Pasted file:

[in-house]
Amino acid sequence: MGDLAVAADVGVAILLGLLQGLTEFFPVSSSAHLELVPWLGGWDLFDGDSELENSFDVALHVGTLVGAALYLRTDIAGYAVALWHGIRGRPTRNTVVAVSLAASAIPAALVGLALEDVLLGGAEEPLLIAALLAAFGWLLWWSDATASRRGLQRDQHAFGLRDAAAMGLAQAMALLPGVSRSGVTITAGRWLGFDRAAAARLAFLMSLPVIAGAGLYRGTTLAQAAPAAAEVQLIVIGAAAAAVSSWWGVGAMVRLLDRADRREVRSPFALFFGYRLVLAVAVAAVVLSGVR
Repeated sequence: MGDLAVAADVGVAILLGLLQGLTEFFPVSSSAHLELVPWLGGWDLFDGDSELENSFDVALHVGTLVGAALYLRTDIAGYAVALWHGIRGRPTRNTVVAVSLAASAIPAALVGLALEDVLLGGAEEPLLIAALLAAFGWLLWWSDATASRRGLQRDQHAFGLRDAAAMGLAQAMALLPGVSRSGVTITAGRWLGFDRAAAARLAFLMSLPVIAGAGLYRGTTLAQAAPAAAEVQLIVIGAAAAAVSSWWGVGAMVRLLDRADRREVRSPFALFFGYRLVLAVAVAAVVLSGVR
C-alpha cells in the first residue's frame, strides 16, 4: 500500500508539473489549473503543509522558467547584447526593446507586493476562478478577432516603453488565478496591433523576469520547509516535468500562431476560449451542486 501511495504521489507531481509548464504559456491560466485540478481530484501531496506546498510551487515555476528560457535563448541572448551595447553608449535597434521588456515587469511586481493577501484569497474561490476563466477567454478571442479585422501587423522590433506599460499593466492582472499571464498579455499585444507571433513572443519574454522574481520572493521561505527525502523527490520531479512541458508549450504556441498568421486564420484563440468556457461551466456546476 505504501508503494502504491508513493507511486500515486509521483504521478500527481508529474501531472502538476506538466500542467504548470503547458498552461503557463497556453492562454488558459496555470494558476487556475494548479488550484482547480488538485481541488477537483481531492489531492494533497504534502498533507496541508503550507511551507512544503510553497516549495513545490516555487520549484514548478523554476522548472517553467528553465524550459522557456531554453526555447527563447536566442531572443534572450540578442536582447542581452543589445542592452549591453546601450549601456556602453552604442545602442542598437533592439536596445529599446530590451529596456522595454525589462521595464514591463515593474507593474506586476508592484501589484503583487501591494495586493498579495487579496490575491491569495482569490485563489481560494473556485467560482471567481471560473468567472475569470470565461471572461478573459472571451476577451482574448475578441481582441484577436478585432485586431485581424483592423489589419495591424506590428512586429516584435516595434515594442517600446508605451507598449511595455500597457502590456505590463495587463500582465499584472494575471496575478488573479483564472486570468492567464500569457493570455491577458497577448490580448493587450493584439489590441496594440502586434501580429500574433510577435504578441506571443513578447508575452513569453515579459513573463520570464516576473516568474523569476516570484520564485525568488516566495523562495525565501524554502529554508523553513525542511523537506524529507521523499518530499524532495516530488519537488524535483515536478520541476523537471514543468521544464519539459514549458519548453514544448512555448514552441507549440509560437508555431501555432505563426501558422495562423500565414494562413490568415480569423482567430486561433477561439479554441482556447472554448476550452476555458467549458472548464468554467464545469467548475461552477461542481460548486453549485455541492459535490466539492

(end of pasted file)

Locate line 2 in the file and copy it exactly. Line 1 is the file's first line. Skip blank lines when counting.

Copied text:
Amino acid sequence: MGDLAVAADVGVAILLGLLQGLTEFFPVSSSAHLELVPWLGGWDLFDGDSELENSFDVALHVGTLVGAALYLRTDIAGYAVALWHGIRGRPTRNTVVAVSLAASAIPAALVGLALEDVLLGGAEEPLLIAALLAAFGWLLWWSDATASRRGLQRDQHAFGLRDAAAMGLAQAMALLPGVSRSGVTITAGRWLGFDRAAAARLAFLMSLPVIAGAGLYRGTTLAQAAPAAAEVQLIVIGAAAAAVSSWWGVGAMVRLLDRADRREVRSPFALFFGYRLVLAVAVAAVVLSGVR